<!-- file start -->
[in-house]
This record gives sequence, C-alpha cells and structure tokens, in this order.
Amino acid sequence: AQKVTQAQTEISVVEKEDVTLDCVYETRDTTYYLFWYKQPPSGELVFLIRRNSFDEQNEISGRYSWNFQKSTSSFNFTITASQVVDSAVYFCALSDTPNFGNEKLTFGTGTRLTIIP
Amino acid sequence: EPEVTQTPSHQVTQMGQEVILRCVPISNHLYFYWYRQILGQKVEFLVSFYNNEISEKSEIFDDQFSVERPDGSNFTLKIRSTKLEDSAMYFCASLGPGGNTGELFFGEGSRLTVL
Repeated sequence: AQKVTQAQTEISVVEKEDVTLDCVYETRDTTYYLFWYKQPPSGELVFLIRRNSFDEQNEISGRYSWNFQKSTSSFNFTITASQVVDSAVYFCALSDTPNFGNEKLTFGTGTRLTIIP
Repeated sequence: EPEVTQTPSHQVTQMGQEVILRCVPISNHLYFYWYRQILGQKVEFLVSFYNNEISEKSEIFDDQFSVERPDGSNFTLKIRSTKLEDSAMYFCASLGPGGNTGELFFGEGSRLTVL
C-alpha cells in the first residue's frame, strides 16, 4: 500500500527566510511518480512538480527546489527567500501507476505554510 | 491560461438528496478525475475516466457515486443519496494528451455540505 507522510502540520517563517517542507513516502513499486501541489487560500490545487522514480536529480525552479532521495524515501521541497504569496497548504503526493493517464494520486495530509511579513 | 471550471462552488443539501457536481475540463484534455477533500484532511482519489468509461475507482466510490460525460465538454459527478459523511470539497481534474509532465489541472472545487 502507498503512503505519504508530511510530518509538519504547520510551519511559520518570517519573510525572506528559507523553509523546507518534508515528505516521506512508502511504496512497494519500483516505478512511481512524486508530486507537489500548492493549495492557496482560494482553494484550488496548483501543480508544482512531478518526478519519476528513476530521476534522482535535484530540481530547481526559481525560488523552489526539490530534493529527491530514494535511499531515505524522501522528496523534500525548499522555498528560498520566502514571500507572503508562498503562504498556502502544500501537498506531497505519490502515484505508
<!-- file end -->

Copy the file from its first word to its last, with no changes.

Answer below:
[in-house]
This record gives sequence, C-alpha cells and structure tokens, in this order.
Amino acid sequence: AQKVTQAQTEISVVEKEDVTLDCVYETRDTTYYLFWYKQPPSGELVFLIRRNSFDEQNEISGRYSWNFQKSTSSFNFTITASQVVDSAVYFCALSDTPNFGNEKLTFGTGTRLTIIP
Amino acid sequence: EPEVTQTPSHQVTQMGQEVILRCVPISNHLYFYWYRQILGQKVEFLVSFYNNEISEKSEIFDDQFSVERPDGSNFTLKIRSTKLEDSAMYFCASLGPGGNTGELFFGEGSRLTVL
Repeated sequence: AQKVTQAQTEISVVEKEDVTLDCVYETRDTTYYLFWYKQPPSGELVFLIRRNSFDEQNEISGRYSWNFQKSTSSFNFTITASQVVDSAVYFCALSDTPNFGNEKLTFGTGTRLTIIP
Repeated sequence: EPEVTQTPSHQVTQMGQEVILRCVPISNHLYFYWYRQILGQKVEFLVSFYNNEISEKSEIFDDQFSVERPDGSNFTLKIRSTKLEDSAMYFCASLGPGGNTGELFFGEGSRLTVL
C-alpha cells in the first residue's frame, strides 16, 4: 500500500527566510511518480512538480527546489527567500501507476505554510 | 491560461438528496478525475475516466457515486443519496494528451455540505 507522510502540520517563517517542507513516502513499486501541489487560500490545487522514480536529480525552479532521495524515501521541497504569496497548504503526493493517464494520486495530509511579513 | 471550471462552488443539501457536481475540463484534455477533500484532511482519489468509461475507482466510490460525460465538454459527478459523511470539497481534474509532465489541472472545487 502507498503512503505519504508530511510530518509538519504547520510551519511559520518570517519573510525572506528559507523553509523546507518534508515528505516521506512508502511504496512497494519500483516505478512511481512524486508530486507537489500548492493549495492557496482560494482553494484550488496548483501543480508544482512531478518526478519519476528513476530521476534522482535535484530540481530547481526559481525560488523552489526539490530534493529527491530514494535511499531515505524522501522528496523534500525548499522555498528560498520566502514571500507572503508562498503562504498556502502544500501537498506531497505519490502515484505508